Tearfund scraps confidentiality clauses when settling with staff

Tearfund is to no longer use non-disclosure agreements (NDAs) when negotiating settlement agreements with staff.

The move is being taken by the Christian charity with immediate effect. Tearfund will not initiate NDA discussions with staff and any existing clauses with former staff will be lifted.

The charity says that it has rarely used settlement agreements “entering into them only after careful consideration” and denied it has ever used them to “cover up wrongdoing”.

Its statement adds: “Previously, a confidentiality clause has been used within settlement agreements for the benefit of both parties.

“We have never used a confidentiality clause to cover up wrongdoing and our settlement agreements make clear that they do not in any way prevent the individual from raising any concerns with relevant regulatory bodies.
“In taking this decision to no longer use confidentiality clauses, we are not aiming to influence the church or the development sector more widely. We simply believe it to be the best way forward for Tearfund, for those who work for Tearfund, and ultimately for the communities we are called to work with and before God whom we serve.”

Tearfund works with churches globally to tackle poverty, respond to disasters and challenge injustice.

MPs are among those to criticise organisations using NDAs as a way of covering up discrimination and malpractice.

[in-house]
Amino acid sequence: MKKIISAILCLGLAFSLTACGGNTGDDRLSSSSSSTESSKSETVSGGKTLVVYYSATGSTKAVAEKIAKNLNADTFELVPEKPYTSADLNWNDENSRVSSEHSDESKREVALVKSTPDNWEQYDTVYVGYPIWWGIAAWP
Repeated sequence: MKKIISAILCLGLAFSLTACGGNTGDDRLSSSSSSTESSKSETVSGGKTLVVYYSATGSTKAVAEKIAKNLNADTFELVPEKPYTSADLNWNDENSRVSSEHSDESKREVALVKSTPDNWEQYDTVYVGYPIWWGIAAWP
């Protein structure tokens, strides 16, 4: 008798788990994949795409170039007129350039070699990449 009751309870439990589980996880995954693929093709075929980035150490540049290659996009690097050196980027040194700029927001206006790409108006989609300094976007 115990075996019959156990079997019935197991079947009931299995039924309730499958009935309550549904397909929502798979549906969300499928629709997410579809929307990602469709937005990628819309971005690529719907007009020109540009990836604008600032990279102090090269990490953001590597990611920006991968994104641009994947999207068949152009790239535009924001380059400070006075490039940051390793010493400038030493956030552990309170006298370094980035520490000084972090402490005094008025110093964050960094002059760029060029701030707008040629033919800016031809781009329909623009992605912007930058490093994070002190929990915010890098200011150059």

In its response to a critical Women And Equalities Committee report on NDAs, the government said it believes “that there is a legitimate place for non-disclosure agreements signed as part of an employment contract or a settlement agreement. However, using these agreements to silence and intimidate victims of harassment and discrimination cannot be tolerated”.

    Share Story:

Recent Stories

How to elevate your non-profit storytelling with data and performance metrics.
Sage Intacct the non-profit financial management platform, takes a look at giving trends and insights.

What has the pandemic taught us about the public’s perception of charities?
In this episode of the Charity Times Leadership podcast, we take a look at what the pandemic has taught us about the public’s perception of charities. Charity fundraising platform, Enthuse, recently released its quarterly donor research study, which highlighted significant shifts in donor behaviour throughout the duration of the pandemic. Not only does the report highlight an overarching sense of positivity towards the sector, but a propensity for younger generations to give more generously, too. Lauren Weymouth is joined by Enthuse CEO, Chester Mojay-Sinclare to discuss more.

The importance of the ‘S’ in ‘ESG’
In this episode, Lauren Weymouth is joined by Ketan Patel, equities fund manager at EdenTree, to delve into the issue of social investment and why that all-important ‘S’ in ESG is more relevant now than ever before. The social element of ESG often gets forgotten when thinking about investing in more ethical and sustainable ways. But, after a challenging year for all areas of society, social injustice has been highlighted, and there’s a much greater need for charities to put people at the heart of their investment decisions.